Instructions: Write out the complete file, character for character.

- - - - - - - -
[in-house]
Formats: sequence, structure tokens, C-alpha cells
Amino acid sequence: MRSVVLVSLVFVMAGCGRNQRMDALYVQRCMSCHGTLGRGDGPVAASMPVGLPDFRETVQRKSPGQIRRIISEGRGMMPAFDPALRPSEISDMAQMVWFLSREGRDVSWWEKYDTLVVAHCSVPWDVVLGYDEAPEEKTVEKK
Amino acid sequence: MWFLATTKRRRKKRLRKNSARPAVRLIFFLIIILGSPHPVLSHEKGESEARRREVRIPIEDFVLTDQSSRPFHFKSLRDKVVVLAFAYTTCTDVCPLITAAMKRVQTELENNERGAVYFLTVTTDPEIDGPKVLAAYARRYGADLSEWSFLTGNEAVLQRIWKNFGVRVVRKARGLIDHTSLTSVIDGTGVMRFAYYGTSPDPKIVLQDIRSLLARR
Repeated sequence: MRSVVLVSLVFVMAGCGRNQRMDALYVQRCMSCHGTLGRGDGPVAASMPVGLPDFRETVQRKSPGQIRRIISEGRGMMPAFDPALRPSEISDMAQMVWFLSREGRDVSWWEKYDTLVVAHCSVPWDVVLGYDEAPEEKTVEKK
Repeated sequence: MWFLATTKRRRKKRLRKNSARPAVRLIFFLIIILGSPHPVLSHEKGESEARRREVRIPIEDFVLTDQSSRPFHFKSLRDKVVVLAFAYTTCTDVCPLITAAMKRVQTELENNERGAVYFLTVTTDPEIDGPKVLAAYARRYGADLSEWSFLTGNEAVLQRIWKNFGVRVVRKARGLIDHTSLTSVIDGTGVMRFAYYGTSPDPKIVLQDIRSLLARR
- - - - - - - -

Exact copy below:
[in-house]
Formats: sequence, structure tokens, C-alpha cells
Amino acid sequence: MRSVVLVSLVFVMAGCGRNQRMDALYVQRCMSCHGTLGRGDGPVAASMPVGLPDFRETVQRKSPGQIRRIISEGRGMMPAFDPALRPSEISDMAQMVWFLSREGRDVSWWEKYDTLVVAHCSVPWDVVLGYDEAPEEKTVEKK
Amino acid sequence: MWFLATTKRRRKKRLRKNSARPAVRLIFFLIIILGSPHPVLSHEKGESEARRREVRIPIEDFVLTDQSSRPFHFKSLRDKVVVLAFAYTTCTDVCPLITAAMKRVQTELENNERGAVYFLTVTTDPEIDGPKVLAAYARRYGADLSEWSFLTGNEAVLQRIWKNFGVRVVRKARGLIDHTSLTSVIDGTGVMRFAYYGTSPDPKIVLQDIRSLLARR
Repeated sequence: MRSVVLVSLVFVMAGCGRNQRMDALYVQRCMSCHGTLGRGDGPVAASMPVGLPDFRETVQRKSPGQIRRIISEGRGMMPAFDPALRPSEISDMAQMVWFLSREGRDVSWWEKYDTLVVAHCSVPWDVVLGYDEAPEEKTVEKK
Repeated sequence: MWFLATTKRRRKKRLRKNSARPAVRLIFFLIIILGSPHPVLSHEKGESEARRREVRIPIEDFVLTDQSSRPFHFKSLRDKVVVLAFAYTTCTDVCPLITAAMKRVQTELENNERGAVYFLTVTTDPEIDGPKVLAAYARRYGADLSEWSFLTGNEAVLQRIWKNFGVRVVRKARGLIDHTSLTSVIDGTGVMRFAYYGTSPDPKIVLQDIRSLLARR